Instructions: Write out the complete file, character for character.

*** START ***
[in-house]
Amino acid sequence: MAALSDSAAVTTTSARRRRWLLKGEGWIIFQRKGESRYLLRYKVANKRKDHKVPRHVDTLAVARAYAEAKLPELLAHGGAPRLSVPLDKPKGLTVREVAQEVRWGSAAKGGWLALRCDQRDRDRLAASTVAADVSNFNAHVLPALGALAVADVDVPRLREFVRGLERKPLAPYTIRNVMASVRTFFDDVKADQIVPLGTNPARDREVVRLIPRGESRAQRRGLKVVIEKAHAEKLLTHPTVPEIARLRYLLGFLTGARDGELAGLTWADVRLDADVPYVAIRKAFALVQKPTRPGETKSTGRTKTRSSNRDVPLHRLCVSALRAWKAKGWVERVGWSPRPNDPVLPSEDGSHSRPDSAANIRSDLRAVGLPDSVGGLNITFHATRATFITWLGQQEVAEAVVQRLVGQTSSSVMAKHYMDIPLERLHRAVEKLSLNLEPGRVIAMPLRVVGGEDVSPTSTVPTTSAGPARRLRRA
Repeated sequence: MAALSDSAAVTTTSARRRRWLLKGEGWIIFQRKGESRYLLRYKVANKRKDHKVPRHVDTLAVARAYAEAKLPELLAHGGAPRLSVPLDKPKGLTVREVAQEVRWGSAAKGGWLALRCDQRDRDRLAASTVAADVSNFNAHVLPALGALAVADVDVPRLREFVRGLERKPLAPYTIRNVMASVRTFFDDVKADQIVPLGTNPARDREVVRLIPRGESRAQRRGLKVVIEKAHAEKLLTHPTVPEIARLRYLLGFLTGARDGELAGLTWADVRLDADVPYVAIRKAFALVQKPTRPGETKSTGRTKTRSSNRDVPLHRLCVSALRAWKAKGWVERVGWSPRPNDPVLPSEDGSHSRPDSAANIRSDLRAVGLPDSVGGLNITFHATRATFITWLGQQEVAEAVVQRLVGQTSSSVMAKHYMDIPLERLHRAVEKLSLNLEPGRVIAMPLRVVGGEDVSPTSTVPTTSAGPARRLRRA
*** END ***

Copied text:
[in-house]
Amino acid sequence: MAALSDSAAVTTTSARRRRWLLKGEGWIIFQRKGESRYLLRYKVANKRKDHKVPRHVDTLAVARAYAEAKLPELLAHGGAPRLSVPLDKPKGLTVREVAQEVRWGSAAKGGWLALRCDQRDRDRLAASTVAADVSNFNAHVLPALGALAVADVDVPRLREFVRGLERKPLAPYTIRNVMASVRTFFDDVKADQIVPLGTNPARDREVVRLIPRGESRAQRRGLKVVIEKAHAEKLLTHPTVPEIARLRYLLGFLTGARDGELAGLTWADVRLDADVPYVAIRKAFALVQKPTRPGETKSTGRTKTRSSNRDVPLHRLCVSALRAWKAKGWVERVGWSPRPNDPVLPSEDGSHSRPDSAANIRSDLRAVGLPDSVGGLNITFHATRATFITWLGQQEVAEAVVQRLVGQTSSSVMAKHYMDIPLERLHRAVEKLSLNLEPGRVIAMPLRVVGGEDVSPTSTVPTTSAGPARRLRRA
Repeated sequence: MAALSDSAAVTTTSARRRRWLLKGEGWIIFQRKGESRYLLRYKVANKRKDHKVPRHVDTLAVARAYAEAKLPELLAHGGAPRLSVPLDKPKGLTVREVAQEVRWGSAAKGGWLALRCDQRDRDRLAASTVAADVSNFNAHVLPALGALAVADVDVPRLREFVRGLERKPLAPYTIRNVMASVRTFFDDVKADQIVPLGTNPARDREVVRLIPRGESRAQRRGLKVVIEKAHAEKLLTHPTVPEIARLRYLLGFLTGARDGELAGLTWADVRLDADVPYVAIRKAFALVQKPTRPGETKSTGRTKTRSSNRDVPLHRLCVSALRAWKAKGWVERVGWSPRPNDPVLPSEDGSHSRPDSAANIRSDLRAVGLPDSVGGLNITFHATRATFITWLGQQEVAEAVVQRLVGQTSSSVMAKHYMDIPLERLHRAVEKLSLNLEPGRVIAMPLRVVGGEDVSPTSTVPTTSAGPARRLRRA